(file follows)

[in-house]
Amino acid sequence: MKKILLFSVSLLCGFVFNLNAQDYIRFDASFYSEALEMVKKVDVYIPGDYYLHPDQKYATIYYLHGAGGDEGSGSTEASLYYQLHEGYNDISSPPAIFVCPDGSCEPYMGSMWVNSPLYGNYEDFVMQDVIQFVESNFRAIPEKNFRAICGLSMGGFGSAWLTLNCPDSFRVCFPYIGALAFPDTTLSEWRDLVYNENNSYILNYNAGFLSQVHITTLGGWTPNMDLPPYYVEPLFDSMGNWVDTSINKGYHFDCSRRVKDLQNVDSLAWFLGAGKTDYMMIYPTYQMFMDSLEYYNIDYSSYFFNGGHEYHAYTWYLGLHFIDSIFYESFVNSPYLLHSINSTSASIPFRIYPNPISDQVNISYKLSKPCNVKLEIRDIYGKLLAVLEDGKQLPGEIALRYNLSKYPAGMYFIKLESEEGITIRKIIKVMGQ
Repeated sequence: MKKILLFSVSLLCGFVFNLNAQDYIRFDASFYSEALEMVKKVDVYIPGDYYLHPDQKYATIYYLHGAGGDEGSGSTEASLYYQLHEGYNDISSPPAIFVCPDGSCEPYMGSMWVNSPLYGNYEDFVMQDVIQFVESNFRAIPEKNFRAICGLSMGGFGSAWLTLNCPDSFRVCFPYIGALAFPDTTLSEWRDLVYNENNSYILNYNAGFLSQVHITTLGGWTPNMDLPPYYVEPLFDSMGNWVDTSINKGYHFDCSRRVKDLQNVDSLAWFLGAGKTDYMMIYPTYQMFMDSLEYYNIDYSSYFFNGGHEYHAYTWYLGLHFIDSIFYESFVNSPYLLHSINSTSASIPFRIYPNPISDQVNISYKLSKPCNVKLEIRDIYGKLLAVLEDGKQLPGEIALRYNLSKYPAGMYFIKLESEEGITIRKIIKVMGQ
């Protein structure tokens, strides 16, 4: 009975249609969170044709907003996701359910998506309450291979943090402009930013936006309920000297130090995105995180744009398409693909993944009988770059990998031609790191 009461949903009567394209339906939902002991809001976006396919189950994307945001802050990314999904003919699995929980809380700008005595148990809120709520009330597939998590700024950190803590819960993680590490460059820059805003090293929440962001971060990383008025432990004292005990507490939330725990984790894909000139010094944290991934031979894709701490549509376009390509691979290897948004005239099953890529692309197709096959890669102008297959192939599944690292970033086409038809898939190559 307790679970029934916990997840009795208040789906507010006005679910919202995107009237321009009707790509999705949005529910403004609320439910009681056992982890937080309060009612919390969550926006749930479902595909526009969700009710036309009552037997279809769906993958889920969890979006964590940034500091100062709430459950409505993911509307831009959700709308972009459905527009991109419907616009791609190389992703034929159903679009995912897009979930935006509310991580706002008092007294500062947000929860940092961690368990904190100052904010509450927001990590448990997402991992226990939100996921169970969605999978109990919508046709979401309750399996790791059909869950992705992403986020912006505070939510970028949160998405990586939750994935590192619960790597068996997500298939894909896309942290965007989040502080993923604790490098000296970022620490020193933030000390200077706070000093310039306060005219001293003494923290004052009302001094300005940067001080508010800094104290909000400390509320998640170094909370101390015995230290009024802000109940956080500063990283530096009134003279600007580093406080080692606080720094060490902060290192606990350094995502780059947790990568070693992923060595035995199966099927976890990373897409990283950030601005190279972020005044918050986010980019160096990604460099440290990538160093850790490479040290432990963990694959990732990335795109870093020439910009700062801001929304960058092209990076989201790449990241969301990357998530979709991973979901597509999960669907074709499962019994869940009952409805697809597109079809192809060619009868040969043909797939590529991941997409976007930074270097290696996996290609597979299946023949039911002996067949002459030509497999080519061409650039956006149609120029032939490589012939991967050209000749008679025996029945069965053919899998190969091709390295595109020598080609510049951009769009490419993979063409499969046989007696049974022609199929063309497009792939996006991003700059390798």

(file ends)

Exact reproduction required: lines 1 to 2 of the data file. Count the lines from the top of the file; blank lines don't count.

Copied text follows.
[in-house]
Amino acid sequence: MKKILLFSVSLLCGFVFNLNAQDYIRFDASFYSEALEMVKKVDVYIPGDYYLHPDQKYATIYYLHGAGGDEGSGSTEASLYYQLHEGYNDISSPPAIFVCPDGSCEPYMGSMWVNSPLYGNYEDFVMQDVIQFVESNFRAIPEKNFRAICGLSMGGFGSAWLTLNCPDSFRVCFPYIGALAFPDTTLSEWRDLVYNENNSYILNYNAGFLSQVHITTLGGWTPNMDLPPYYVEPLFDSMGNWVDTSINKGYHFDCSRRVKDLQNVDSLAWFLGAGKTDYMMIYPTYQMFMDSLEYYNIDYSSYFFNGGHEYHAYTWYLGLHFIDSIFYESFVNSPYLLHSINSTSASIPFRIYPNPISDQVNISYKLSKPCNVKLEIRDIYGKLLAVLEDGKQLPGEIALRYNLSKYPAGMYFIKLESEEGITIRKIIKVMGQ